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February 2014

 
    February 2014

Close-to-Perfection
Golf Communities
Missing Just One Ingredient


   Rare is the golf community where you can have it all.  But some come very close, and below is our list of those that would offer the perfect recipes if they each weren’t lacking one ingredient (we recommend them, nevertheless):

Reynolds Plantation,
Greensboro, GA,

What it has:  Just about everything, including six world-class golf courses, a beautiful lake, a Ritz Carlton resort, university lecturers, wine tastings, residents from all over.

What it hasn’t:  A town of any size or definition, restaurants beyond a local saloon (good but crowded, understandably). Big supermarket, though, just outside gates, and a hospital on the way.

The Landings, Savannah, GA
What it has:  Six well-tended golf courses, proximity (20 minutes) to Savannah and all its attractions, three clubhouses with excellent food, 8,000 residents engaged in many activities.

What it hasn’t:  Proximity to a beach (Tybee Island is 40 minutes, but a Landings boat captain will run you out to a secluded island about 15 minutes away).  At peak times, facilities can be crowded, but you will never think 8,000 folks live on the 4,800 acres.

Wachesaw Plantation,
Murrells Inlet, SC

 What it has:  A classic Tom Fazio private course that is cheap to join; some of the best $ per square foot prices on single-family homes in the Carolina Low Country; 10-minute access to one of the best beaches in SC; five minutes to shopping and a row of seafood restaurants.

What it hasn’t:  Culture nearby (except for Cineplex).  Myrtle Beach area known more for boardwalk attractions than museums (there’s one art museum).  Two-mile drive in from Highway 17 is not the most attractive.

Daniel Island, Charleston, SC
What it has:  The “town center” concept, with a walk from some homes to shopping, restaurants and professional tennis stadium.  Golf club is impeccably run, and Fazio and Rees Jones golf courses are good enough to host pro tournaments.  Any community within 15 minutes of Charleston is a winner.

What it hasn’t:  Reasonable club joining fees, which are around $80,000.  But fine public golf courses are nearby.

Brunswick Forest, Leland, NC
What it has:  Financial stability, large and active fitness complex, sharply priced real estate, and one of the best “new” golf courses on the east coast in the last 10 years.  10 minutes to active city of Wilmington.

What it hasn’t:  Privacy.  You’ll share Cape Fear National with the public and vacationers, and some homes are close enough to almost shake hands with your neighbor.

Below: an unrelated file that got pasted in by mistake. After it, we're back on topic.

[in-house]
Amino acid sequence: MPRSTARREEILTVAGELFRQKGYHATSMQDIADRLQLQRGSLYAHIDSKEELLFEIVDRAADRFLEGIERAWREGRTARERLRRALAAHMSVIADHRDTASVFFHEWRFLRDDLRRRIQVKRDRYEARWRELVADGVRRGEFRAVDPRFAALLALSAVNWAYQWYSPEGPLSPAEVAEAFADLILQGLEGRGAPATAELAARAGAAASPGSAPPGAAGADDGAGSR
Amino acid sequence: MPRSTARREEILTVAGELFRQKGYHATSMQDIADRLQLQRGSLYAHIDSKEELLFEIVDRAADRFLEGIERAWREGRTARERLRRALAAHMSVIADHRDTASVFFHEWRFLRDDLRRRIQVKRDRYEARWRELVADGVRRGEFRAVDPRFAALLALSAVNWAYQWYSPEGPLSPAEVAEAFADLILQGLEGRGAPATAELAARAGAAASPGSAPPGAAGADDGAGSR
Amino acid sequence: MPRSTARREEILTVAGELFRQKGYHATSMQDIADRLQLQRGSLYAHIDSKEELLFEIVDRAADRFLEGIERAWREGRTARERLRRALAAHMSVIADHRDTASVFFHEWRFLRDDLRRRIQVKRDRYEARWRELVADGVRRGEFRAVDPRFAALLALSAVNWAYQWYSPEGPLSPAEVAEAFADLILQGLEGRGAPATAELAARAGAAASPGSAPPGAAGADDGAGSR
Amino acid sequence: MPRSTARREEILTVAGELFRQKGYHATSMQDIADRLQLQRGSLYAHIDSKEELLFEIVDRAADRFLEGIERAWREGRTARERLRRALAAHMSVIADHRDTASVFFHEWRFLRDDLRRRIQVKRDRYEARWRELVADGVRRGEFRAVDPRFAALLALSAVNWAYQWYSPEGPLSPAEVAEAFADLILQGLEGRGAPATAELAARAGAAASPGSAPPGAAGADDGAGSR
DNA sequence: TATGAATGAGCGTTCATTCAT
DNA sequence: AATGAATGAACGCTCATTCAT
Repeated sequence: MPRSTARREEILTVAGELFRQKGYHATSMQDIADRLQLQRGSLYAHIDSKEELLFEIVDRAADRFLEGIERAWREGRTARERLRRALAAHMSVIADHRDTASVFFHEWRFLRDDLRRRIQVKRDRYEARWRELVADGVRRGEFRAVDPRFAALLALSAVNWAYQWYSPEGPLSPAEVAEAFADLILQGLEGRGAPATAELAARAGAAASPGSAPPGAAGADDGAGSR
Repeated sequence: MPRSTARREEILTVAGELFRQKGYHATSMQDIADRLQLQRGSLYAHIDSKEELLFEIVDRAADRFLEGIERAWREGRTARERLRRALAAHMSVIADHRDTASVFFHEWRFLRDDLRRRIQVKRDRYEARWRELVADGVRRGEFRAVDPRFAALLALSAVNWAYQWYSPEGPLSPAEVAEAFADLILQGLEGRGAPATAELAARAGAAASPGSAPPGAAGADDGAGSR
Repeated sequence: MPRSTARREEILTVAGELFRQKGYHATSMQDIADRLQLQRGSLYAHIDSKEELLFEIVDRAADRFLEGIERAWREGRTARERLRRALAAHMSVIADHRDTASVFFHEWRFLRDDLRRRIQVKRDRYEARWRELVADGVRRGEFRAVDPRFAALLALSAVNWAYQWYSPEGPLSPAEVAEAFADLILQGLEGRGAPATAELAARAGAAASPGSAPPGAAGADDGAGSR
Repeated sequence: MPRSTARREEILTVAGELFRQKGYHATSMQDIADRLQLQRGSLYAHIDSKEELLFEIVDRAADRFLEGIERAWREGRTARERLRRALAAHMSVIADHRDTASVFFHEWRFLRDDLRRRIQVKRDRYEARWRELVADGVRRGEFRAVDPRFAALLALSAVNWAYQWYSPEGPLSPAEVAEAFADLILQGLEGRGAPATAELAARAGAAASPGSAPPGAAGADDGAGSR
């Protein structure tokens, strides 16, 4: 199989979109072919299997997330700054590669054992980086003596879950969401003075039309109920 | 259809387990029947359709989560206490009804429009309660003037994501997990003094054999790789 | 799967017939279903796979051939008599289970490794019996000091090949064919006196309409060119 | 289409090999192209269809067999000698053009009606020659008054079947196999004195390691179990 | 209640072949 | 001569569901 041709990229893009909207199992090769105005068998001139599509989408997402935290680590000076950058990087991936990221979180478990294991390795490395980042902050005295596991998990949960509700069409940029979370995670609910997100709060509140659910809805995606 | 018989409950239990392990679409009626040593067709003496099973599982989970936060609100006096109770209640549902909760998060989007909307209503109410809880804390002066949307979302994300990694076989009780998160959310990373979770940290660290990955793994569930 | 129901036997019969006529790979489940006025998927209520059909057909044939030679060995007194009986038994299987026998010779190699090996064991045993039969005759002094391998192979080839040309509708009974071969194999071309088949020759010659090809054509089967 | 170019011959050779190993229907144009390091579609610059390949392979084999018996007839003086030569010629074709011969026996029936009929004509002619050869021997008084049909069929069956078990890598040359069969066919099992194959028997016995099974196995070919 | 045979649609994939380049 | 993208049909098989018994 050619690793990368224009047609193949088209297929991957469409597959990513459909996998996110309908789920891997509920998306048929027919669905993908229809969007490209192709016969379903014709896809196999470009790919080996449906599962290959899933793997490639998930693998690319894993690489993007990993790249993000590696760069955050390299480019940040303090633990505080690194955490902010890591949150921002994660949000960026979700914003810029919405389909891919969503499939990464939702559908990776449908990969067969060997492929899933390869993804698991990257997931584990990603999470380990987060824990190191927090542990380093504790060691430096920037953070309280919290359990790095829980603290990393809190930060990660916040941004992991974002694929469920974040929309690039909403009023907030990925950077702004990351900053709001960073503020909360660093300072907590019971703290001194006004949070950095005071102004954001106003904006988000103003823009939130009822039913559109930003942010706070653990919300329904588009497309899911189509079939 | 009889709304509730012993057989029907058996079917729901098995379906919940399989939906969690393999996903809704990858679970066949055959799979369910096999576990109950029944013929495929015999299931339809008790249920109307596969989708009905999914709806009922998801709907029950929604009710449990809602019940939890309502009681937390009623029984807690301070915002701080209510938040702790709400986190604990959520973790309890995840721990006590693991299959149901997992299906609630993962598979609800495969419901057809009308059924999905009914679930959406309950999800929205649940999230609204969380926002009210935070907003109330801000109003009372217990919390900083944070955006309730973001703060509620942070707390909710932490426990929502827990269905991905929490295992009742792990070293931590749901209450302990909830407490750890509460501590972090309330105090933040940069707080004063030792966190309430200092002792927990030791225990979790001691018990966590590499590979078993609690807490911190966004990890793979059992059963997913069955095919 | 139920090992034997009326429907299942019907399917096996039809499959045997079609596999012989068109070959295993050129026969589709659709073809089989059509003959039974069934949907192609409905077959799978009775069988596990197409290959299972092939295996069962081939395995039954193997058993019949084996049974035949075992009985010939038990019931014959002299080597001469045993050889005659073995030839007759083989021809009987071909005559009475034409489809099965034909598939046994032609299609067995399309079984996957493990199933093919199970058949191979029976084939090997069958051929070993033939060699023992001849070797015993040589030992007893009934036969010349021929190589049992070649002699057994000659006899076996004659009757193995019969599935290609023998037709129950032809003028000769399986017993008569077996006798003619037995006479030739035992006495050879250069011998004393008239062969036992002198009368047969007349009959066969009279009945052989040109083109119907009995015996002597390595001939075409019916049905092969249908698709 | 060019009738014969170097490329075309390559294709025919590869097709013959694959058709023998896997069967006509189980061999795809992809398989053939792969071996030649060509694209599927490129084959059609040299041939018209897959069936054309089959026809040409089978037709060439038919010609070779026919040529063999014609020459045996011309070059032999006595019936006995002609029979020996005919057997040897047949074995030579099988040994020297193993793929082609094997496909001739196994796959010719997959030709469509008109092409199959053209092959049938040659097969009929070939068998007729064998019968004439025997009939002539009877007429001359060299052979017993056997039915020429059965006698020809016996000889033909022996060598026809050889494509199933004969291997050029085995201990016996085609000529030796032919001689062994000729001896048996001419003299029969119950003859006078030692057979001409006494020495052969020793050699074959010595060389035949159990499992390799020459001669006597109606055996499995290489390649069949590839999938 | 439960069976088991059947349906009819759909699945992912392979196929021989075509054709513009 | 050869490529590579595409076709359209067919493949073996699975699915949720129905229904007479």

The Reserve at Lake Keowee,
Sunset, SC

What it has:  An organized approach to development, giving it a rustic and un-crowded personality beside a breathtaking lake.  Nicklaus golf is outstanding and host to Web.com tour event.  Brains behind original development still live on site.

What it hasn’t:  Proximity.  Clemson is closest town, and it’s 25 minutes away and not exactly brimming with top restaurants, despite the world-class university.

Wintergreen Resort,
Nellysford, VA

What it has:  Year-round activities with golf in summer (45 excellent holes) and skiing in winter. And new owner, Jim Justice of Greenbrier fame, is pumping in millions to upgrade infrastructure.  On a few January days, you can ski in the a.m. and play golf in the afternoon.

What it hasn’t:  Harmony.  A mix of full-time residents and resort guests and the switch from one season to another generate a slightly frenetic feel.  And it’s remote, almost an hour from the wonderful university town of Charlottesville.


   I have established close working relationships with real estate professionals in these communities and many others across the South.  If you would like more information about what helps these and other golf communities in the region approach perfection and how they might be right for you, please contact me at editor@homeonthecourse.com.

The Art of Compromise:
Can you have it all in your dream golf home?

   I am currently working in behalf of a customer from Maryland looking for a $200,000 golf community condo, preferably furnished, on one of the coasts of Florida.  He wants to rent out the unit on a part-time basis to help with his monthly payments.  That’s easy; there are literally thousands of such units on the east and Gulf coasts of the Sunshine State.  But my customer’s search criteria also include a distance of two miles or less from his condo to the beach, and that reduces his options dramatically; the number of golf communities that close to the ocean are limited and, frankly, the best ones will be priced out of his range.